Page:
Dog Bites Accounted For More Than One-Third Of All Homeowners Liability Pay Outs Last Year As Cost Per Claim Soars

National Dog Bite Prevention Week Is May 17-23; California Has Largest Number of Claims, New York Has Highest Cost per Claim
May 13, 2015

FOR IMMEDIATE RELEASE New York Press Office: (212) 346-5500;

NEW YORK, May 14, 2015 — Dog bites (and other dog-related injuries) accounted for more than one-third of all homeowners insurance liability claim dollars paid out in 2014, costing in excess of $530 million, according to the Insurance Information Institute (I.I.I.) and State Farm®, the largest writer of homeowners insurance in the United States.


An analysis of homeowners insurance data by the I.I.I. found that while the number of dog bite claims nationwide decreased 4.7 percent in 2014, the average cost per claim for the year was up 15 percent. The average cost paid out for dog bite claims nationwide was $32,072 in 2014, compared with $27,862 in 2013.


“The average cost per claim nationally has risen more than 67 percent from 2003 to 2014, due to increased medical costs as well as the size of settlements, judgments and jury awards given to plaintiffs, which are still on the upswing,” said Loretta Worters, vice president with the I.I.I.


The study noted that California continued to have the largest number of claims in the U.S. at 1,867. Ohio had the second highest number of claims at 1,009. While New York had only the third highest number of claims at 965, it registered the highest average cost per claim in the country: a startling $56,628. The trend in higher costs per claim is attributable not simply to dog bites but also to dogs knocking down children, cyclists, the elderly, etc., all of which can result in fractures and other blunt force trauma injuries that impact the potential severity of the losses.



Year Value of claims
($ millions)
Number of claims Average cost per claim
2003 $324.20 16,919 $19,162
2004 318.9 15,630 20,406
2005 321.1 14,295 22,464
2006 322.4 14,661 21,987
2007 356.2 14,531 24,511
2008 387.0 15,823 24,461
2009 412.0 16,586 24,840
2010 412.6 15,770 26,166
2011 490.8 16,695 29,396
2012 489.7 16,459 29,752
2013 483.7 17,359 27,862
2014 530.8 16,550 32,072
% change, 2013-2014 9.70% -4.70% 15.10%
% change, 2003-2014 63.70% -2.20% 67.40%

Source: Insurance Information Institute, State Farm®.


State Number of claims Average cost per claim Value of claims ($ millions)
CA 1,867 $33,649 $62.80
OH 1,009 21,983 22.2
NY 910 56,628 51.5
IL 872 34,894 30.4
PA 861 26,211 22.6
MI 693 38,302 26.5
TX 621 16,205 10.1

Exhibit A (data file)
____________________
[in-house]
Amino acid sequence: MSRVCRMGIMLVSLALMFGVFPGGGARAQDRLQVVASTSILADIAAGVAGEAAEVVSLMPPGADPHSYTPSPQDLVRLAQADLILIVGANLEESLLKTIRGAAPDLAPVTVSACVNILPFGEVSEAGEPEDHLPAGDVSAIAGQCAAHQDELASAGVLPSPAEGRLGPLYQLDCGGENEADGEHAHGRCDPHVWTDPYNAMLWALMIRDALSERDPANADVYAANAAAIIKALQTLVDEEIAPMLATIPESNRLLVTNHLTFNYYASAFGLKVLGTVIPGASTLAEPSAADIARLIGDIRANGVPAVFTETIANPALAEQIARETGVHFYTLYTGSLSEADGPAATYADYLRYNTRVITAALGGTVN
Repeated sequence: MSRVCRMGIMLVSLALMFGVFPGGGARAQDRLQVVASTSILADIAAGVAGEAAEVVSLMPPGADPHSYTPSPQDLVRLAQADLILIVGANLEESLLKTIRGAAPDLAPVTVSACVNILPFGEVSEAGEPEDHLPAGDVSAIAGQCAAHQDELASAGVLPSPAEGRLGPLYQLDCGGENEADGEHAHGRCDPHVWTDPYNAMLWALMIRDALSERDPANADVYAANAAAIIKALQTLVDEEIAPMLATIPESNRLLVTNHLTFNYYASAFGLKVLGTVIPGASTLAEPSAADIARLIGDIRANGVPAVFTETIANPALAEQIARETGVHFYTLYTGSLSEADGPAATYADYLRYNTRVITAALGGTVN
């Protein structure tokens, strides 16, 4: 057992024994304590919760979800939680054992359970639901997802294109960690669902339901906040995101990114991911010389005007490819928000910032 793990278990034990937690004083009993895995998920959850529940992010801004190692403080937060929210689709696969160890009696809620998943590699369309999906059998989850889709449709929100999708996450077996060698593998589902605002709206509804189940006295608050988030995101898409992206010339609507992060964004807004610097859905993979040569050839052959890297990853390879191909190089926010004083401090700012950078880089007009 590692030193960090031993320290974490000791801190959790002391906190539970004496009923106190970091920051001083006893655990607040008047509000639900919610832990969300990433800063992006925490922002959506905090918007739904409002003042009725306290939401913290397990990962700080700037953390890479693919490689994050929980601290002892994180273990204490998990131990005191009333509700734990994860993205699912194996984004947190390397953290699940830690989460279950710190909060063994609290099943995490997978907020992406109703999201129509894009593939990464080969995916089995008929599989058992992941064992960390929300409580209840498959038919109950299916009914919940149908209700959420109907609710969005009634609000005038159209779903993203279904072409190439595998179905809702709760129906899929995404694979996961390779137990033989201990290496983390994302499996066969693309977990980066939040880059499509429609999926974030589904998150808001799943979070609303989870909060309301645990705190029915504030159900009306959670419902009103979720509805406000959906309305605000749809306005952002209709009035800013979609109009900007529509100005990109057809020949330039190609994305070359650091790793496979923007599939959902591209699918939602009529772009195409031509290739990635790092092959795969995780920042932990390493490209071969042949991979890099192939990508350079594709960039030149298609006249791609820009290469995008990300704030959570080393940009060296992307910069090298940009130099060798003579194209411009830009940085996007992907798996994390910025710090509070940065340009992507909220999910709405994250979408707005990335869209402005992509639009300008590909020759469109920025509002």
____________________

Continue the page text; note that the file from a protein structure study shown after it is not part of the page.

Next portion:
IN 481 21,287 10.2
GA 388 31,497 12.2
WI 388 26,873 10.4
Top 10 8,090 $32,018 $259.00
Other States 8,460 $32,124 $271.80
U.S. 16,550 $32,072 $530.80

Source: Insurance Information Institute, State Farm®.

Be a Responsible Dog Owner

Even normally docile dogs may bite when they are frightened or when defending their puppies, owners or food. However, the best way to protect yourself is to prevent your dog from biting anyone in the first place. The most dangerous dogs are those that fall victim to human shortcomings such as poor training, irresponsible ownership and breeding practices that foster viciousness.


“All dogs have the potential to bite, but for most, biting is a last resort,” said Victoria Stilwell, star of Animal Planet’s hit TV series It’s Me or the Dog. “If time is taken to raise, teach and socialize a dog correctly, the likelihood of a bite incident occurring is extremely low,” explained Stilwell, a passionate advocate for positive reinforcement training methods. “Confident dogs have less need to use aggressive behavior.”  


National Dog Bite Prevention Week® (May 17-23, 2015), is an annual event designed to provide consumers with information on how to be responsible pet owners while increasing awareness of a serious public health issue.


Taking the following steps can reduce the chances of your dog biting someone:

  • Consult with a professional (e.g., veterinarian, animal behaviorist or responsible breeder) to learn about suitable breeds of dogs for your household and neighborhood.
  • Spend time with a dog before buying or adopting it. Use caution when bringing a dog into a home with an infant or toddler. A dog with a history of aggression is inappropriate in a household with children.
  • Be sensitive to cues that a child is fearful of or apprehensive about a dog and, if so, delay acquiring a dog. Never leave infants or young children alone with any dog.
  • Socialize your dog so it knows how to act with other animals and people.
  • Discourage children from disturbing a dog that is eating or sleeping.
  • Be cautious when exposing your dog to new situations in which you are unsure of its response.
  • Never approach a strange dog and always avoid eye contact with a dog that appears threatening.
  • Immediately seek professional advice from veterinarians, animal behaviorists or responsible breeders if your dog develops aggressive or undesirable behaviors.


The following organizations are committed to educating Americans about dog bite prevention:



The I.I.I. has a full library of educational videos on its You Tube Channel. Information about I.I.I. mobile apps can be found here.




Insurance Information Institute, 110 William Street, New York, NY 10038; (212) 346-5500;